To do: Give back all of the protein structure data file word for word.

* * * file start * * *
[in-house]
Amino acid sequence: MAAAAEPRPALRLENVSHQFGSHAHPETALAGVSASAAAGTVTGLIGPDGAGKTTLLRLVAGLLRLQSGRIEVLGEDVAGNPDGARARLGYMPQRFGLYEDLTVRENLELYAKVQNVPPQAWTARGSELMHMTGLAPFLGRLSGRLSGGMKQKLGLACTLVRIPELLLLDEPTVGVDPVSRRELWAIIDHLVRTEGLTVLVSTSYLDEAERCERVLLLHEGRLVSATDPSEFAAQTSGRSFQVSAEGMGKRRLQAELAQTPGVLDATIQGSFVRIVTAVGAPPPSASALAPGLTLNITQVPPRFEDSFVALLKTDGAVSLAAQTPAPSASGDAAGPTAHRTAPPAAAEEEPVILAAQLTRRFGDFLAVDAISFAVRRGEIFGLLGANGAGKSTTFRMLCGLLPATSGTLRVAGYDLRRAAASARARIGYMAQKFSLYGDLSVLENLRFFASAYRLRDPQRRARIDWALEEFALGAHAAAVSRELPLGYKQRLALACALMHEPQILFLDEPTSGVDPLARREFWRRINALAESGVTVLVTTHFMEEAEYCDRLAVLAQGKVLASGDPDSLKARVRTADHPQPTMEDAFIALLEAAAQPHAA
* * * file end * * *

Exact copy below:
[in-house]
Amino acid sequence: MAAAAEPRPALRLENVSHQFGSHAHPETALAGVSASAAAGTVTGLIGPDGAGKTTLLRLVAGLLRLQSGRIEVLGEDVAGNPDGARARLGYMPQRFGLYEDLTVRENLELYAKVQNVPPQAWTARGSELMHMTGLAPFLGRLSGRLSGGMKQKLGLACTLVRIPELLLLDEPTVGVDPVSRRELWAIIDHLVRTEGLTVLVSTSYLDEAERCERVLLLHEGRLVSATDPSEFAAQTSGRSFQVSAEGMGKRRLQAELAQTPGVLDATIQGSFVRIVTAVGAPPPSASALAPGLTLNITQVPPRFEDSFVALLKTDGAVSLAAQTPAPSASGDAAGPTAHRTAPPAAAEEEPVILAAQLTRRFGDFLAVDAISFAVRRGEIFGLLGANGAGKSTTFRMLCGLLPATSGTLRVAGYDLRRAAASARARIGYMAQKFSLYGDLSVLENLRFFASAYRLRDPQRRARIDWALEEFALGAHAAAVSRELPLGYKQRLALACALMHEPQILFLDEPTSGVDPLARREFWRRINALAESGVTVLVTTHFMEEAEYCDRLAVLAQGKVLASGDPDSLKARVRTADHPQPTMEDAFIALLEAAAQPHAA